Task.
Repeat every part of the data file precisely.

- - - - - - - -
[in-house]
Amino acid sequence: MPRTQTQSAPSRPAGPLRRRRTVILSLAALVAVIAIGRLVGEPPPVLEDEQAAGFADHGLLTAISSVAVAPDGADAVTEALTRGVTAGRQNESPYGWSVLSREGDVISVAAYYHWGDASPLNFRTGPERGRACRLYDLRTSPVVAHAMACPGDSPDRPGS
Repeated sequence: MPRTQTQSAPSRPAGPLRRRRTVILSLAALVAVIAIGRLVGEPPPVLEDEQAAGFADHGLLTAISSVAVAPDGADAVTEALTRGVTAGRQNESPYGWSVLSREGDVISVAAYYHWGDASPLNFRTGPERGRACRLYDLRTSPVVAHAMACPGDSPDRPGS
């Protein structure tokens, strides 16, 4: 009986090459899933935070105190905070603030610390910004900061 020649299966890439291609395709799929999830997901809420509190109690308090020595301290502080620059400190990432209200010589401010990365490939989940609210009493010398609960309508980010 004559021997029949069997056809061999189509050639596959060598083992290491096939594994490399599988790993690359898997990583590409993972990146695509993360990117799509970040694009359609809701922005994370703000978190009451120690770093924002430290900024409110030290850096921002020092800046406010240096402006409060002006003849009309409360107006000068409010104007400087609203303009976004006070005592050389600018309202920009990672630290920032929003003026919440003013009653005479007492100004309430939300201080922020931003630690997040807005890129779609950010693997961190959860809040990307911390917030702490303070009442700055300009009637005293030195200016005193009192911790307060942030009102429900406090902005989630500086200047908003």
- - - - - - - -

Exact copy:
[in-house]
Amino acid sequence: MPRTQTQSAPSRPAGPLRRRRTVILSLAALVAVIAIGRLVGEPPPVLEDEQAAGFADHGLLTAISSVAVAPDGADAVTEALTRGVTAGRQNESPYGWSVLSREGDVISVAAYYHWGDASPLNFRTGPERGRACRLYDLRTSPVVAHAMACPGDSPDRPGS
Repeated sequence: MPRTQTQSAPSRPAGPLRRRRTVILSLAALVAVIAIGRLVGEPPPVLEDEQAAGFADHGLLTAISSVAVAPDGADAVTEALTRGVTAGRQNESPYGWSVLSREGDVISVAAYYHWGDASPLNFRTGPERGRACRLYDLRTSPVVAHAMACPGDSPDRPGS
């Protein structure tokens, strides 16, 4: 009986090459899933935070105190905070603030610390910004900061 020649299966890439291609395709799929999830997901809420509190109690308090020595301290502080620059400190990432209200010589401010990365490939989940609210009493010398609960309508980010 004559021997029949069997056809061999189509050639596959060598083992290491096939594994490399599988790993690359898997990583590409993972990146695509993360990117799509970040694009359609809701922005994370703000978190009451120690770093924002430290900024409110030290850096921002020092800046406010240096402006409060002006003849009309409360107006000068409010104007400087609203303009976004006070005592050389600018309202920009990672630290920032929003003026919440003013009653005479007492100004309430939300201080922020931003630690997040807005890129779609950010693997961190959860809040990307911390917030702490303070009442700055300009009637005293030195200016005193009192911790307060942030009102429900406090902005989630500086200047908003």